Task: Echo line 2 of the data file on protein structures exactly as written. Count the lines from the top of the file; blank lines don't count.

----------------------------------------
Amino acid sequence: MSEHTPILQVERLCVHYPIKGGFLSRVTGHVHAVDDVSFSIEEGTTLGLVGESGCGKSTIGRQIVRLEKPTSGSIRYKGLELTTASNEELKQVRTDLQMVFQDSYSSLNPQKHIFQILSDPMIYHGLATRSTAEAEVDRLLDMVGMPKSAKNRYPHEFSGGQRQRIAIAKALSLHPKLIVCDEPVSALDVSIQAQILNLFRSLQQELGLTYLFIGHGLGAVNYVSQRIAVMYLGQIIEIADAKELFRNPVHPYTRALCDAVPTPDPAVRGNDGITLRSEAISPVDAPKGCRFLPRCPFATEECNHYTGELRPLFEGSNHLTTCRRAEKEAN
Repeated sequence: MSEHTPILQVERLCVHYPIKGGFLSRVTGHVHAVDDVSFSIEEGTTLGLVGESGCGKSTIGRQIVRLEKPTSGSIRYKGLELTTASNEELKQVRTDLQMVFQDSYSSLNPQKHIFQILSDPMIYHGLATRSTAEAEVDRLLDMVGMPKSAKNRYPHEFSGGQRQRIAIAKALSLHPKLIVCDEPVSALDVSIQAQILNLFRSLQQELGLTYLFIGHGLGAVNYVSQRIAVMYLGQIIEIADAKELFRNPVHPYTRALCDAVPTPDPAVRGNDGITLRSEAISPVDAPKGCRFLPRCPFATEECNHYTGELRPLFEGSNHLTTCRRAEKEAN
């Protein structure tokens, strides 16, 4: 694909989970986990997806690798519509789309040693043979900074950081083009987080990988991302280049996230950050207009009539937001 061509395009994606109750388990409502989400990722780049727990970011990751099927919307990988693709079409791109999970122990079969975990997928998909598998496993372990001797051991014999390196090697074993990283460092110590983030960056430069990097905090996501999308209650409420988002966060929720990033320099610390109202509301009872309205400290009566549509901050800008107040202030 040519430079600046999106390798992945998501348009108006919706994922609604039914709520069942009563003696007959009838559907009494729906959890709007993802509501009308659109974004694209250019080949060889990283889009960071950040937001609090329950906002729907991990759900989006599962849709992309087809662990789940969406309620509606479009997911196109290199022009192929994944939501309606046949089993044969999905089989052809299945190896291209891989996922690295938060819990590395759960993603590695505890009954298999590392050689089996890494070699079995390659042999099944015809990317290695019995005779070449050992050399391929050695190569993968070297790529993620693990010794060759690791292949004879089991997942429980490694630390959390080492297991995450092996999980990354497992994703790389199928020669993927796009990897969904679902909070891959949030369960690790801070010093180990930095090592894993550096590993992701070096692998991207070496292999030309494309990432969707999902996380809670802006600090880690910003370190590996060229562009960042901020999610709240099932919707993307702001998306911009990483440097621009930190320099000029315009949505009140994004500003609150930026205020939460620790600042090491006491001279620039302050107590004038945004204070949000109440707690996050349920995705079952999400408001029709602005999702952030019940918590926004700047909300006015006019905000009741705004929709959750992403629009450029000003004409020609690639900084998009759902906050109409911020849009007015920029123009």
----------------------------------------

Repeated sequence: MSEHTPILQVERLCVHYPIKGGFLSRVTGHVHAVDDVSFSIEEGTTLGLVGESGCGKSTIGRQIVRLEKPTSGSIRYKGLELTTASNEELKQVRTDLQMVFQDSYSSLNPQKHIFQILSDPMIYHGLATRSTAEAEVDRLLDMVGMPKSAKNRYPHEFSGGQRQRIAIAKALSLHPKLIVCDEPVSALDVSIQAQILNLFRSLQQELGLTYLFIGHGLGAVNYVSQRIAVMYLGQIIEIADAKELFRNPVHPYTRALCDAVPTPDPAVRGNDGITLRSEAISPVDAPKGCRFLPRCPFATEECNHYTGELRPLFEGSNHLTTCRRAEKEAN